Using three points of contact, seat belts prevent the ejection of vehicle occupants in the event of a collision, rollover, or other type of motor vehicle crash. By restraining the person during an impact, seat belts also reduce the severity of injuries in many circumstances (source: National Highway Traffic Safety Administration).
Seat belts are a relatively recent invention, and some people still wonder whether they are as essential as they’re cracked up to be. The first federal law mandating that new vehicles come equipped with seat belts wasn’t passed until 1968. Most states have seat belt laws at this point (except New Hampshire). And with good reason: The data backs up the efficacy of restraint use:
- For people in the front seat, seat belts reduce the risk of fatality by 45 percent and reduce the risk of severe injury by 50 percent (CDC)
- 3 out of 4 people ejected during a crash do not survive their injuries (CDC)
- Unrestrained motorists are 30 times more likely to be ejected in a crash (CDC)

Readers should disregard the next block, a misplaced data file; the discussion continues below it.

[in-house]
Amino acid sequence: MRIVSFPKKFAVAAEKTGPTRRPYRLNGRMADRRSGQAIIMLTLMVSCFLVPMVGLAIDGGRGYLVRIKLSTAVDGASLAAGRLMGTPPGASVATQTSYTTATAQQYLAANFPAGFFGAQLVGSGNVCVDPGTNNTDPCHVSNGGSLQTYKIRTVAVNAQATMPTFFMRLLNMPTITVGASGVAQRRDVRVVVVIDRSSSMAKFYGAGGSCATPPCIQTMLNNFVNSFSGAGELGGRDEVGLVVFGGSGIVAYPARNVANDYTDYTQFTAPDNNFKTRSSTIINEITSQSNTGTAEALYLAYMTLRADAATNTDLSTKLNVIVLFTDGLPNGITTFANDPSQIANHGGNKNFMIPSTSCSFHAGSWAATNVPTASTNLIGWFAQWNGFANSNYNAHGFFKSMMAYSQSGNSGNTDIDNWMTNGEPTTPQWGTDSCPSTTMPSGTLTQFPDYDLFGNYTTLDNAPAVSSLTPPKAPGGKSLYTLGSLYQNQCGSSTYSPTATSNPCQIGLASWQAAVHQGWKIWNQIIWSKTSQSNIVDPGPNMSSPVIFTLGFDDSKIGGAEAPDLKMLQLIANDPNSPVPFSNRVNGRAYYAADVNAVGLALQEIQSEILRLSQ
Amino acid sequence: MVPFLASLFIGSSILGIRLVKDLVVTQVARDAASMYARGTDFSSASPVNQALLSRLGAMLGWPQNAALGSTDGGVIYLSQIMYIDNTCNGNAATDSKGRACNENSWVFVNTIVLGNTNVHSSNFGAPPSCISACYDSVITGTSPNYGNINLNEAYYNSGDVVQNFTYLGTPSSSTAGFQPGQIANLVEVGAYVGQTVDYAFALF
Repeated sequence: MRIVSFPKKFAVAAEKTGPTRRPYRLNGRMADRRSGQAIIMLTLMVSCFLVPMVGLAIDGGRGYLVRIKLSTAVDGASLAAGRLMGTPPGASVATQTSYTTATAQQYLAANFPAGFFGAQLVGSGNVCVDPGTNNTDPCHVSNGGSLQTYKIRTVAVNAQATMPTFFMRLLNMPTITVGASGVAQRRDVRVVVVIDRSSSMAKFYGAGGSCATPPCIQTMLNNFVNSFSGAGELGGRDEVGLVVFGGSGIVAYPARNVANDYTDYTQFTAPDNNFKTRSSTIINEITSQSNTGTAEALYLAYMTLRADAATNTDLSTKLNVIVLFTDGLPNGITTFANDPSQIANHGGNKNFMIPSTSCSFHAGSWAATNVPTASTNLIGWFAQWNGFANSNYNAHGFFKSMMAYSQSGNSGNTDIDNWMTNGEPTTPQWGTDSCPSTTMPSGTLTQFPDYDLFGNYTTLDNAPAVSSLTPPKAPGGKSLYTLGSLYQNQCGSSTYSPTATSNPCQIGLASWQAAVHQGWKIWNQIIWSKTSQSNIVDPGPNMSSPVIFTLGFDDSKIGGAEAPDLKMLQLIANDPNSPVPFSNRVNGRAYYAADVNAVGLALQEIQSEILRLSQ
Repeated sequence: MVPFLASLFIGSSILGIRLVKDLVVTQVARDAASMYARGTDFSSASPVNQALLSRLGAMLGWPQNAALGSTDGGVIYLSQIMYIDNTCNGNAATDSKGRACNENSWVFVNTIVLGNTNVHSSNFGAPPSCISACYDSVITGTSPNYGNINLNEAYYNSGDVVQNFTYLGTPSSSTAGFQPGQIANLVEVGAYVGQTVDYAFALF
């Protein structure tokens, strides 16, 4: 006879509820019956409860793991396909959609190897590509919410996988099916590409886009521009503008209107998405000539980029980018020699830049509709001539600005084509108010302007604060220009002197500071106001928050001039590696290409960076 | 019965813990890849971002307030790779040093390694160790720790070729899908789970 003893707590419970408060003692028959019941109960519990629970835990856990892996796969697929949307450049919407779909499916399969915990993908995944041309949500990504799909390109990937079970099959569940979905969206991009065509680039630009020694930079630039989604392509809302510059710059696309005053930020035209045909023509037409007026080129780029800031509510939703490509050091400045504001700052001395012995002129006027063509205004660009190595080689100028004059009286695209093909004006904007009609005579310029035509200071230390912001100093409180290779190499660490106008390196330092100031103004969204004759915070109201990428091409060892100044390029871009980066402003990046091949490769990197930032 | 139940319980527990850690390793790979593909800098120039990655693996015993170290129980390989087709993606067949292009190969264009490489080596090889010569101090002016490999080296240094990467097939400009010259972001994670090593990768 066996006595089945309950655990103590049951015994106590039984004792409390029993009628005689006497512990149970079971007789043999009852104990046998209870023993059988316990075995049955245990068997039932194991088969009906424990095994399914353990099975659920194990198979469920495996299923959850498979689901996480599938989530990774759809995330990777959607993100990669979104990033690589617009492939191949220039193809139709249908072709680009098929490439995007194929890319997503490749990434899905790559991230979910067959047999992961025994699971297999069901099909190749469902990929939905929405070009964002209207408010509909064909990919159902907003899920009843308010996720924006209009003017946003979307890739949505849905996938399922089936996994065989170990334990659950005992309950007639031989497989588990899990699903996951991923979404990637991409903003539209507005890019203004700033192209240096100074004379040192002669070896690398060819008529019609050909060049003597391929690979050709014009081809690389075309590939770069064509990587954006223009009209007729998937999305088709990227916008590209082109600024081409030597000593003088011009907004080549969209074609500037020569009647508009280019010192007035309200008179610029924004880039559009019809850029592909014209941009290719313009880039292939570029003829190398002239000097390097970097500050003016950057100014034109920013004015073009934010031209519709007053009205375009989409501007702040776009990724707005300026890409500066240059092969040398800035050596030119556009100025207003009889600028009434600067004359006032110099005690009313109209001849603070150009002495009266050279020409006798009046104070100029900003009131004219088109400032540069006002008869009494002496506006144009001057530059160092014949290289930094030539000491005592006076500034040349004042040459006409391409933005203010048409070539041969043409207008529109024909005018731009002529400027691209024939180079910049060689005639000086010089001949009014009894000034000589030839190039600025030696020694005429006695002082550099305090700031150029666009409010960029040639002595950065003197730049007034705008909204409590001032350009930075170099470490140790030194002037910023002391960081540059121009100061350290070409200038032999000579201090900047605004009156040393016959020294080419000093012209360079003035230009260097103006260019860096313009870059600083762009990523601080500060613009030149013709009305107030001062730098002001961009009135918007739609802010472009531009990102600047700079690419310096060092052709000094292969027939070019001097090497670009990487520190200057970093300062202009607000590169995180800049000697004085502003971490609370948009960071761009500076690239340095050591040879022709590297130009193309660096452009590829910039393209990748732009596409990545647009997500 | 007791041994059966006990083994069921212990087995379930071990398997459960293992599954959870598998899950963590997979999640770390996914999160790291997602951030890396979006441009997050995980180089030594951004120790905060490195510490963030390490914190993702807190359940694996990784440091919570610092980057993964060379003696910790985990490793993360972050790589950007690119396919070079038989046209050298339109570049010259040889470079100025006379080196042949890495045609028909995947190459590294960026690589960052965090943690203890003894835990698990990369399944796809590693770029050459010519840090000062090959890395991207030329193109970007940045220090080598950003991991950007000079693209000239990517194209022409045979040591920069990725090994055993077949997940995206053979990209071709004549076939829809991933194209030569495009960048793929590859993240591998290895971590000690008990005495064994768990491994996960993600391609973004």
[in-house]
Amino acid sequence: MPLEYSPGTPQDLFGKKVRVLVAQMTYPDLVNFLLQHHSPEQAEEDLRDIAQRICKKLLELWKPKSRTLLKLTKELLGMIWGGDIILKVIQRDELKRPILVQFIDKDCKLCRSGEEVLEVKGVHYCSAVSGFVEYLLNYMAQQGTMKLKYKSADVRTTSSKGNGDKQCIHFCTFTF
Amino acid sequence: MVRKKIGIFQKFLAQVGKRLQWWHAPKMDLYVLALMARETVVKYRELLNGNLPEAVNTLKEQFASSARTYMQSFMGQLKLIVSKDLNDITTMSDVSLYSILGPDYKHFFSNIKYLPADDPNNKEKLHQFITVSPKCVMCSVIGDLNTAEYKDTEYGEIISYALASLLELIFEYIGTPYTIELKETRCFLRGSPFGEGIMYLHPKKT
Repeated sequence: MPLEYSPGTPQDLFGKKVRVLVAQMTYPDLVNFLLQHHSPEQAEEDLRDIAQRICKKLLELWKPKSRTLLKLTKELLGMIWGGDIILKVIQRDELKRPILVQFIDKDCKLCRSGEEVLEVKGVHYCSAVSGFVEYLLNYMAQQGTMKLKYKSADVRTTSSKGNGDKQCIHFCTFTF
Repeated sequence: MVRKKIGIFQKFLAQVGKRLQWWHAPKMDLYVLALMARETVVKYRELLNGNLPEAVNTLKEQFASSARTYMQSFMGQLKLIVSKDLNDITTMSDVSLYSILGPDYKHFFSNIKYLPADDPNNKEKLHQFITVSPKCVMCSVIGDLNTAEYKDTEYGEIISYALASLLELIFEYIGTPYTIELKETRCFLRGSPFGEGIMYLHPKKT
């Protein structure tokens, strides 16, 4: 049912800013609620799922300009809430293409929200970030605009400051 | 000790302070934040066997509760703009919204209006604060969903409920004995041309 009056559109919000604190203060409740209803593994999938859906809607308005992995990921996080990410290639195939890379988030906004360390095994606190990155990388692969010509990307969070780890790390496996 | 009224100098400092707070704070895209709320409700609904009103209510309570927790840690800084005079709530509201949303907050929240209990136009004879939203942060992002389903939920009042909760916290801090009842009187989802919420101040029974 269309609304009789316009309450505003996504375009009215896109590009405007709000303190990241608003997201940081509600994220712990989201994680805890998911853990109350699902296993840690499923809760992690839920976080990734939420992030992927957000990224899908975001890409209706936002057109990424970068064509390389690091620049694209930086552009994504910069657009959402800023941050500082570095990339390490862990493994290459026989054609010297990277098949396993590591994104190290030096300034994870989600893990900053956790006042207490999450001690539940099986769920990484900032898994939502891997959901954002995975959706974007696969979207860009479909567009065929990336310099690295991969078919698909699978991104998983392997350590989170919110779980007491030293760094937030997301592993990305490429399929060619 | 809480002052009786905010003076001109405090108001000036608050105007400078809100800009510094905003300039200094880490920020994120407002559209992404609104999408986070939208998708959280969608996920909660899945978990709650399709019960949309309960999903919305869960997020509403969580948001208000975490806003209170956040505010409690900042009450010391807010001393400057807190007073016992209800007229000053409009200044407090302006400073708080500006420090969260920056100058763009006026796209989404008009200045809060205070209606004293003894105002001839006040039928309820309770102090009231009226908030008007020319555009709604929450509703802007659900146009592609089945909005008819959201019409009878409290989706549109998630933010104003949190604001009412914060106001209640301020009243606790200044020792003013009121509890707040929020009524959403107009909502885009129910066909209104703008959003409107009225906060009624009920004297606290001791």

- 47 percent of occupants killed in 2019 were unrestrained (NHTSA)
- Seat belt use could have saved another 2,549 lives in 2017 (NHTSA)
You must wear a seat belt and insist your passengers do as well, no matter how long or short the trip is. According to the NHTSA, airbags alone do not provide enough protection and can in fact lead to severe injuries themselves if the car occupant is not belted in. It’s also important to note that seat belts are effective when worn properly. Putting the shoulder strap behind your back or under your arm will not offer the same protection. Remember, always buckle up to prevent fatal injury in a crash.
Serious Injuries After an Accident
If you or a loved one is left with a life-altering physical injury following a car accident in our region, please call the experienced attorneys at Shaw Cowart, at 512-499-8900. We have many years of experience helping families like yours. We serve as trusted and skilled advocates who will help you get the full picture of your options for rebuilding your life following a crash.